What is the Greatest Object Lesson from the Life of Abraham? פרשת לך לך, Parashat Lech Lecha, Bits of Torah Truths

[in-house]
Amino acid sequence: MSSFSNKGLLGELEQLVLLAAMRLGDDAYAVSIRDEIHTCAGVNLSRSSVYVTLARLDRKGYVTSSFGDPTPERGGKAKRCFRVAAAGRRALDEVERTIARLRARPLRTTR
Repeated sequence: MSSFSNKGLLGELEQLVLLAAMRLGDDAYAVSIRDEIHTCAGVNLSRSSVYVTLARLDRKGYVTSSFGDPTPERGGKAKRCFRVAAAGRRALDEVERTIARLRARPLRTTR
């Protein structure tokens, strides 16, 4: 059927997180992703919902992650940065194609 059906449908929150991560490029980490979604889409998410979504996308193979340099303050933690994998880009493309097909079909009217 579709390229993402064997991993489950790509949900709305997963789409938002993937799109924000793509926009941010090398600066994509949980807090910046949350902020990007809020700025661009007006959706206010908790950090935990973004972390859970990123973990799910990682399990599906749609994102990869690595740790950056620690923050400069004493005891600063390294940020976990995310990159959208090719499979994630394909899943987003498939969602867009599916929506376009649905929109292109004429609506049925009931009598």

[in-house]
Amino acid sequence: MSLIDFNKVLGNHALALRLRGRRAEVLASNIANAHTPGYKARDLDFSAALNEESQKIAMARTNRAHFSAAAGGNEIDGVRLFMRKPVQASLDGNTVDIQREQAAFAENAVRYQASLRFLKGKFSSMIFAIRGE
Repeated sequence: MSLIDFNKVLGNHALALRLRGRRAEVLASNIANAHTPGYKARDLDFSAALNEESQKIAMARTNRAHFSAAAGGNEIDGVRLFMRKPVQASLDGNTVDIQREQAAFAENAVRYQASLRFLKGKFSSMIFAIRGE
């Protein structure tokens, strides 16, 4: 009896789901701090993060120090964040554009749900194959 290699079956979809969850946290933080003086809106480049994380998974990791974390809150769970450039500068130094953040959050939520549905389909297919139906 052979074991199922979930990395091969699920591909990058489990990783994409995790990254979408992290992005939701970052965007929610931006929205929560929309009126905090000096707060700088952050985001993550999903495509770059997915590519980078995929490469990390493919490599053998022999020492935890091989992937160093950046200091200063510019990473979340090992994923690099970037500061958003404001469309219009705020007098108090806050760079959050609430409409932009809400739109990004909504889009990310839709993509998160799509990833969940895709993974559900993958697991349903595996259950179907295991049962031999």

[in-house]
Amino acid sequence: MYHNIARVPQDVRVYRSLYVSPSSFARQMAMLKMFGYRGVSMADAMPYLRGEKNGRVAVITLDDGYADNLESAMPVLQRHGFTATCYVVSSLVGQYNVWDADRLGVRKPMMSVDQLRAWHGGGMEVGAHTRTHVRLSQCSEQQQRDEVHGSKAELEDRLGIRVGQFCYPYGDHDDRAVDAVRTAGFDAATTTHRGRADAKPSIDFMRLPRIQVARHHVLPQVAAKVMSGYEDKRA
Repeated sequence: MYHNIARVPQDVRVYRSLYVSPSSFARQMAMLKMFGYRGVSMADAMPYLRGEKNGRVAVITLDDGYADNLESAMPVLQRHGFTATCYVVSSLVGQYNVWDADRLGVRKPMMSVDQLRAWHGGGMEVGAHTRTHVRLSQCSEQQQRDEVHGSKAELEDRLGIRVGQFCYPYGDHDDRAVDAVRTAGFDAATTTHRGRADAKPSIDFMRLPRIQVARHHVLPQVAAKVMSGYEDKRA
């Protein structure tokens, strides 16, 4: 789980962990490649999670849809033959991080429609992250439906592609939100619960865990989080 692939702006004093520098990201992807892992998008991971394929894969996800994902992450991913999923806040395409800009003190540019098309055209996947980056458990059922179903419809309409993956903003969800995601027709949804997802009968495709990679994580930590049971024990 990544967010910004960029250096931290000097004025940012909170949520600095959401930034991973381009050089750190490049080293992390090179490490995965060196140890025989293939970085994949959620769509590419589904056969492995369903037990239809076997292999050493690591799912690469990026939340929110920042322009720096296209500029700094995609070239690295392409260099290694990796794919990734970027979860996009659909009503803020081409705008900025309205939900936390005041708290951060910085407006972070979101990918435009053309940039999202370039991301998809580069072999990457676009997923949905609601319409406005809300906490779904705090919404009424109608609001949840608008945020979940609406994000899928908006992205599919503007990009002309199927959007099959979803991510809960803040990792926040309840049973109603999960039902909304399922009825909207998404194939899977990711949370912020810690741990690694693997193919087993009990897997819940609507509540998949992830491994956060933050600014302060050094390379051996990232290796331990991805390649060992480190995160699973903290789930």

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The reign of God in our lives is of utmost importance and this is why we are given the narrative that we have been given in the Torah in relation to the Lord God Almighty separating a people unto Himself, delivering His people from slavery, from the bondage to sin, giving His people His instructions for living, and the promise of His dwelling in our midst. The Kingdom of Heaven signifies God’s redemptive power in our lives. His dwelling in our midst, His Spirit living inside of us, our being empowered to be free from sin, these things all encompasses the authority of the Torah in our lives. In Parashat Lech Lecha we find the Lord God calling out to Abram to go to a new land, and the Lord promised to make him into a great nation. God foresaw a people who would come out of Abram who would seek to do the will of God by receiving the Kingdom of Heaven with joy at the foot of the mountain of Sinai. That it would be the mercy of God that drew them to His presence and place of worship. By faith they would enter into a covenant relationship and be one in faith and faithfulness to God’s commands. What is illustrated in God’s call to Abram was that his obedience would bring a great blessing. In fact, those who would bless Him would be blessed, and those who would curse him would be cursed, and all of the families of the earth would be blessed (Bereshit / Genesis 12:2-3). This is how Paul understood these things according to Galatians of which he viewed as a messianic expectation saying, “Now to Abraham and his Seed were the promises made” (Galatians 3:16) how the people from all nations will be blessed, and would be able to receive salvation (Acts 4:10-12, Galatians 3:16) by having faith in the Messiah of God. The prophet Isaiah wrote in 19:24: ביום ההוא אשים את ישראל ברכה בקרב הארץ, “on that day I will set up Israel as a blessing in the midst of the earth.” God’s plan was for Israel to become a blessing, and the messianic expectation that all the nations would be blessed for the purpose of manifesting the glory of God. The prophet Isaiah said that we will hear a voice behind us telling us the right way to walk in (Isaiah 30:21) essentially meaning, “Walk in front of Me and listen to My voice and I will do good to you.” This is how David and Shlomo walked according to the Torah which states, “If you will walk in my statutes” (Vayikra / Leviticus 26:3); “if you will truly listen to the voice of the Lord, your God” (Devarim / Deuteronomy 28:1); and with Yitzchak, it stated, “on account of Avraham, my servant” (Bereshit / Genesis 26:24)” The idea being put forward here is when we walk in God’s presence (walking before Him) walking by His commandments, we are walking by His light and doing so causes us to see the error of our ways. This is why Paul wrote in 1 Timothy 1:9 Knowing this, that the law is not made for a righteous man, but for the lawless and disobedient, for the ungodly and for sinners, for unholy and profane, for murderers of fathers and murderers of mothers, for manslayers. (KJV) Paul upheld the moral and ethical standard in the communities he established. His ethics were based upon his training as a Pharisee and his love for the Torah. This is how the Torah and the Gospel message are connected, each person experiences God’s power in their lives, as it is demonstrated in the divine sovereignty over our lives. (i.e. we have a God given desire that God’s Word would govern our lives.) As people seek to enter into the kingdom of heaven by faith in His Messiah, we seek His reign over our lives, to obey His will, and to see the move and power of God in our lives to overcome sin. All of these things are coupled to the concept of God’s sovereignty over our lives, and this results from our making the conscious decision to ask Him into our hearts to be Lord over our lives. Entry to His kingdom comes by way of the Messiah, to believe in Him and in what He did for us, and to walk in His ways just as He walked in the ways of God’s Torah and all those who went before him. These are the things we are being taught as we read the story and life of Abram, the man of faith.